FIG. 4 is a plan view of a synchronizing signal generator in the light beam scanning apparatus shown in FIG. 3; and

FIGS. 5(a), 5(b) and 5(c) are perspective views of synchronizing signal generators in light beam scanning apparatus according to other embodiments of the present invention.

DETAILED DESCRIPTION OF THE PREFERRED EMBODIMENTS

FIG. 3 shows a light beam scanning apparatus, generally designated by the reference numeral 30, according to the present invention. Those parts in FIG. 3 which are identical to those shown in FIG. 1 are denoted by identical reference numerals, and will not be described in detail.

The light beam scanning apparatus 30 includes a synchronizing signal generator 32 which essentially comprises a grating 34, an elongate light guide 36 of rectangular cross section for collecting a laser beam L that has passed through the grating 34, a first light detector 38 positioned at one end of the light guide 36 for photoelectrically converting the laser beam L that has passed through the grating 34 to a first synchronizing signal, and a second light detector 40 for photoelectrically converting the laser beam L that has been reflected by the grating 34 to a second synchronizing signal. The grating 34 has alternate slits 44a and reflecting surfaces 44b.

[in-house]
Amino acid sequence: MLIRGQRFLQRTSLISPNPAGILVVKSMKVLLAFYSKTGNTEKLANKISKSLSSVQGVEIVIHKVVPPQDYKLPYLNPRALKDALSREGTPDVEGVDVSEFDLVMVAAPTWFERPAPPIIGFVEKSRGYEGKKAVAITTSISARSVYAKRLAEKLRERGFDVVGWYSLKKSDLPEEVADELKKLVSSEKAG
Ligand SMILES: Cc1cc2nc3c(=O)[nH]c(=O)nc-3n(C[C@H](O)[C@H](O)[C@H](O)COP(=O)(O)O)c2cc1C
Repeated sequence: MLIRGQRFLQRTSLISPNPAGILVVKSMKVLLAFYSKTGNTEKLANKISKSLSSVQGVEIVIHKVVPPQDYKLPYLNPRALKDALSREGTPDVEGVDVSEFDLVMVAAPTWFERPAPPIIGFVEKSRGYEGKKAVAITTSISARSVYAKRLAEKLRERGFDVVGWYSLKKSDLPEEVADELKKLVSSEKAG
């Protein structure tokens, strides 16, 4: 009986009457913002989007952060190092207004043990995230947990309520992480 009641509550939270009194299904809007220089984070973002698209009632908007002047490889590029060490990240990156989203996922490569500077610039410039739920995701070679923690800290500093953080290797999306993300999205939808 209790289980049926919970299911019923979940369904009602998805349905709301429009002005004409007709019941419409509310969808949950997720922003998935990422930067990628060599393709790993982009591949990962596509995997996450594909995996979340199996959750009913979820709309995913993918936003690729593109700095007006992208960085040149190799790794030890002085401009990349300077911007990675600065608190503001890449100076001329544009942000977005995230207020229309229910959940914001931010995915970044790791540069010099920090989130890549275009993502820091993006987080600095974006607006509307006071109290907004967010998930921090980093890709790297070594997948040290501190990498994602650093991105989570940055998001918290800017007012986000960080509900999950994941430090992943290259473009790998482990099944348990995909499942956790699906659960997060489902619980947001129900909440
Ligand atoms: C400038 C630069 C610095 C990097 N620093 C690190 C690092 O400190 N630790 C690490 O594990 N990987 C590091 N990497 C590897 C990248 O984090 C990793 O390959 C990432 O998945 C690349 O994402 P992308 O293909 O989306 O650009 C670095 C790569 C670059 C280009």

The light guide 36 is substantially in the form of a quadrangular prism made of an optically transparent material, preferably acrylic resin. The light guide 36 is required to be optically transparent to the extent that its material does not cause absorption loss with respect to the light beam used. The light guide 36 has rectangular opposite end faces 36a, 36b, the end face 36a being of a larger area than the end face 36b. The light guide 36 also has a laser beam entrance side surface 36c lying parallel to the grating 34, and an upper side surface 36d lying perpendicularly to the entrance side surface 36c and inclined progressively upwardly in a direction away from the end face 36b toward the end face 36a. A rear side surface 36e opposite to the entrance side surface 36c is inclined progressively away from the entrance side surface 36c in the direction away from the end face 36b toward the end face 36a. The rear side surface 36c has a diffusion surface 42 of a prescribed width deposited thereon as a coated layer of barium sulfate, titanium white, or the like. The first light detector 38 is positioned near the end face 36a of the light guide 36.

Operation and advantages of the light beam scanning apparatus thus constructed will be described below.

The scanning process of the light beam scanning apparatus 30 will be described only briefly as it is basically the same as that of the conventional light beam scanning apparatus shown in FIG. 1.